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Peyronie’s Disease

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What is Peyronie’s Disease?

Peyronie's disease is a condition in which the penis is curved. This curvature is most noticeable during an erection, and it can cause pain and difficulty with penetration during sex. It can also lead to anxiety and stress. Peyronie's disease affects about 6 percent of men, most commonly between the ages of 40 and 70.

Peyronie's Disease Causes

The curvature of the penis comes from a buildup of scar tissue. Normal tissue will stretch with an erection, but scar tissue stays tight. A penis affected by this condition may curve or narrow at the shaft, creating an hourglass shape.

Doctors don't have a definitive explanation for why the condition occurs. However, possible causes include:

  • An injury, whether from sports, trauma, or even sex, that leads to scar tissue
  • Genetics: if your father had Peyronie's, you may be more likely to develop it yourself

Peyronie's isn't a life-threatening condition, nor does it increase your risk of cancer or other illnesses. Although doctors don't fully understand the causes of Peyronie's, there are treatments available to improve the symptoms.

Peyronie's Disease Symptoms

A curved penis during an erection is the most common symptom of the condition, but you may notice other symptoms as well. In some cases, you may be able to feel the scar tissue beneath the skin. Other symptoms include:

  • A lump or thickening along the shaft. You may notice this even when the penis is soft.
  • Pain, which is most commonly felt during an erection when the scar tissue remains tight. You may also experience tenderness at the site of the scar tissue buildup.
  • Erectile dysfunction. 
  • Difficulty with penetration during sex.

Symptoms may develop slowly over time, and they may even go away on their own. If you're experiencing pain or trouble having sex, talk to your doctor about treatment options.

Peyronie's Disease Diagnosis

Diagnosing this condition begins with a physical exam and medical history. Your doctor will ask about your symptoms and family history, and they will likely do a physical exam. They may inject a drug into the penis to make it erect, allowing your doctor to see where the scar tissue has built up. Your doctor may also order imaging tests, such as:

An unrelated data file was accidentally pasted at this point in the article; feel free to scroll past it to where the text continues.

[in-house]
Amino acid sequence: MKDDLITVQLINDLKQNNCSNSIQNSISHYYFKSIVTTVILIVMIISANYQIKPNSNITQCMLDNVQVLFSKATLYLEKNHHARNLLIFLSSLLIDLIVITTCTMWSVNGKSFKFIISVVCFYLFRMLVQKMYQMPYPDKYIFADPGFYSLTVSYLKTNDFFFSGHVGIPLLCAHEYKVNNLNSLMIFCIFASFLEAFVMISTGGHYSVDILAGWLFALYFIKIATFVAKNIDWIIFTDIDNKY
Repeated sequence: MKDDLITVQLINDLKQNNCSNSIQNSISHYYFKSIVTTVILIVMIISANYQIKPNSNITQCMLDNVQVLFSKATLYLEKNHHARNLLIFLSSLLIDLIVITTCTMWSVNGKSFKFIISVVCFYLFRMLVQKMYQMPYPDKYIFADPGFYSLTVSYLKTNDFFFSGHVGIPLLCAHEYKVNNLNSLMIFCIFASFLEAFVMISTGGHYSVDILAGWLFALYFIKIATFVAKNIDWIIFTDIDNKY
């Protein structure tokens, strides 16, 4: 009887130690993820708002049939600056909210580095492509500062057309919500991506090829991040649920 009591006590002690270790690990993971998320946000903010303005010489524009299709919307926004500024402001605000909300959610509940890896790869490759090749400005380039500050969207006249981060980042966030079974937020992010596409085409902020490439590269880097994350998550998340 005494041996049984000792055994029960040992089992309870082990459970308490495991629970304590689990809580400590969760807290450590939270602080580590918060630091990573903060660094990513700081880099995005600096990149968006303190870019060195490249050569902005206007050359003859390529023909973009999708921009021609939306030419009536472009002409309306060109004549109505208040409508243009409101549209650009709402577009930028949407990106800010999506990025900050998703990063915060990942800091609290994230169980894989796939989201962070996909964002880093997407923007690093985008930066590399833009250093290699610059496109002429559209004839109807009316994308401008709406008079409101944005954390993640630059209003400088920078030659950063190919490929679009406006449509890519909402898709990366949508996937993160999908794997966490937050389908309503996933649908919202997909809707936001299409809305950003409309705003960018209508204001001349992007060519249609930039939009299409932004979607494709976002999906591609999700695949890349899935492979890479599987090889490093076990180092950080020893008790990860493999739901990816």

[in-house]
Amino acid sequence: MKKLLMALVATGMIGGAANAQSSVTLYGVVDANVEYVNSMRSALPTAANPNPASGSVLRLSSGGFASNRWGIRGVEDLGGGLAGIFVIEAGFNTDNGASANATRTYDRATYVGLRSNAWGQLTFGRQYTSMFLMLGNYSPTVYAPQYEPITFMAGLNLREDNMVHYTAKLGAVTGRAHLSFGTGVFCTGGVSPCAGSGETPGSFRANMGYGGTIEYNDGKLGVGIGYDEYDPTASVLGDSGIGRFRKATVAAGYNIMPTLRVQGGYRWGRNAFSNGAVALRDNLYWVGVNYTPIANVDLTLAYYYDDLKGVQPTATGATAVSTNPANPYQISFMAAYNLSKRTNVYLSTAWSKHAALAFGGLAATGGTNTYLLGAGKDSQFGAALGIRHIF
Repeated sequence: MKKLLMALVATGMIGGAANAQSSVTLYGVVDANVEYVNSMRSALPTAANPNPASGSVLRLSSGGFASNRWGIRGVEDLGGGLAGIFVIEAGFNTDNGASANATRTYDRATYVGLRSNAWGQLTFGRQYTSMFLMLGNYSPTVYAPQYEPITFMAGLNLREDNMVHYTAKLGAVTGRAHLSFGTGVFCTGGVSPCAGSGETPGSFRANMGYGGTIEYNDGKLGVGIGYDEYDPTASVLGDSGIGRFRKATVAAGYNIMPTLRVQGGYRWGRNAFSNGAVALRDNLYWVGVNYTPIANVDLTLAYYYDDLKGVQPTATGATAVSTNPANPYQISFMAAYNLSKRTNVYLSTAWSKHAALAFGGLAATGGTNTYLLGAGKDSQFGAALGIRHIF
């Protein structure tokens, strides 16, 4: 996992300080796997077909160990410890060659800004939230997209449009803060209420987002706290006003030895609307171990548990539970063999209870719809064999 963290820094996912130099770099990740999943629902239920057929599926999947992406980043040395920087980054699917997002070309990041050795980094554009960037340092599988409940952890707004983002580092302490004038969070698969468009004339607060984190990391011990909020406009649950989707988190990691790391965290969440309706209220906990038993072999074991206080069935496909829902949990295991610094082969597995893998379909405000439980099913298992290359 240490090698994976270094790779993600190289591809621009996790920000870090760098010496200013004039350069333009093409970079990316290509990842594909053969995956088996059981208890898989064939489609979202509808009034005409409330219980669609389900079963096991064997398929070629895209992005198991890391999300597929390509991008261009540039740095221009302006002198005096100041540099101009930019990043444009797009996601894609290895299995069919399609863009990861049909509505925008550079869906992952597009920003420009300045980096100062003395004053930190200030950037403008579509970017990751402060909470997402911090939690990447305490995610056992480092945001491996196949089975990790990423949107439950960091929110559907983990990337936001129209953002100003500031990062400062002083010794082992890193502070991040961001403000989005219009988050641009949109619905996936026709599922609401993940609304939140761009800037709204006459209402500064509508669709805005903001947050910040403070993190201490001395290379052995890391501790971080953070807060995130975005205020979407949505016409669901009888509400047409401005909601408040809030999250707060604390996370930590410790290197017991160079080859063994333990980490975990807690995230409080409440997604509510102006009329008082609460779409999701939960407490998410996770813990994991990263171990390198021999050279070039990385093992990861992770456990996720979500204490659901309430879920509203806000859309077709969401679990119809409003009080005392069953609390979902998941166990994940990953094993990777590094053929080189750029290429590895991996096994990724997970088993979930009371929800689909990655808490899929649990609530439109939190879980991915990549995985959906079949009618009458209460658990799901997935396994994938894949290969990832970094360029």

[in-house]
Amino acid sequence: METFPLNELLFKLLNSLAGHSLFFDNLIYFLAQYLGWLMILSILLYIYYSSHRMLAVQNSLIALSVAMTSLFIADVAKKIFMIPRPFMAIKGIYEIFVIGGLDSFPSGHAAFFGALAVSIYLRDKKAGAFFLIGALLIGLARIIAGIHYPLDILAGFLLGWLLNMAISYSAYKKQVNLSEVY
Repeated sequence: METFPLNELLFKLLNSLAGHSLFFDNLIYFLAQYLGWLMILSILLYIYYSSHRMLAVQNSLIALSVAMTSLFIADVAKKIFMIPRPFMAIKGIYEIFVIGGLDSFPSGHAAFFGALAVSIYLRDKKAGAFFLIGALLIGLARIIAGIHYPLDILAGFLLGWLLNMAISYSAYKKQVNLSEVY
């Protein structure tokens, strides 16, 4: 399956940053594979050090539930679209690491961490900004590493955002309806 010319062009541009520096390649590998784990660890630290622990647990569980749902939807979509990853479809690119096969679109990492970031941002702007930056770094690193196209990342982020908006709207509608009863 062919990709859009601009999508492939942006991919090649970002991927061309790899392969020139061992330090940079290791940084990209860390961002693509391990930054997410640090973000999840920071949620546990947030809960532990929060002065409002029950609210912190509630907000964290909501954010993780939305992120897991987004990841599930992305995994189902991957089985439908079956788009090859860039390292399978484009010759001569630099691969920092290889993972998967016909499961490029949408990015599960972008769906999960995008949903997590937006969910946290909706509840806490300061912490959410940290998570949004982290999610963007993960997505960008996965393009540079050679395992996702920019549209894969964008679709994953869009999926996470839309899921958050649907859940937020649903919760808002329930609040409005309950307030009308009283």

•  An ultrasound or x-ray. This lets your doctor see what's happening under the skin.
  • Doppler flow study. This uses an ultrasound to measure blood flow within the penis.

Imaging tests also help your doctor make a diagnosis by excluding other possible causes of your symptoms.

Peyronie’s Disease Treatment

Peyronie's disease isn't curable, but doctors have developed a range of treatment options to reduce the symptoms and help your penis function normally. What treatment looks like will depend on your individual situation. If the condition is mild and doesn't interfere with sex or cause pain, your doctor may recommend that you simply monitor the condition and avoid taking any action unless it worsens.


For mild to moderate cases, your doctor may recommend taking medication that targets the buildup of collagen and tissue to help reduce pain and correct the curve. These medications may be delivered through an injection into the penis or taken orally.

  • Collagenase: This is delivered by injection to break down collagen causing the curve.
  • Verapamil: This injection blocks further production of collagen to prevent the curve from worsening. 
  • Interferon: This injection breaks down scar tissue causing the curve.
  • Pentoxifylline: This oral medication combines vitamin E and colchicine or carnitine to reduce scar tissue. 


If you have a severe curvature that causes pain and interferes with your daily life, your doctor may recommend surgery. Peyronie's disease can worsen over time; it's best to wait until there's been no change to the condition for at least six months before you undergo surgery. Be sure to discuss the risks and benefits of each procedure in detail with your doctor.

Surgical options include:

  • Plication: During this procedure, the surgeon removes the scar tissue and stitches the skin together on the opposite side of the shaft. This can cause the penis to look shorter. This procedure has low risks.
  • Incision and grafting: The surgeon cuts the scar tissue, which allows the penis to straighten. Then the doctor makes a graft, either from your own tissue, donor tissue, or synthetic material, to cover the cuts. In some cases, the procedure has a risk of making erectile dysfunction worse.
  • Penile implant or prosthesis: Your doctor may recommend this option if you have erectile dysfunction and severe Peyronie's. This involves surgically placing a penile implant. 

Some procedures will allow you to go home the same day, while others may require a short hospital stay. Your doctor will base your options and recovery time on the severity of your condition. Most men can return to work within a few days of surgery, but you will likely need to avoid sex for about 2 months.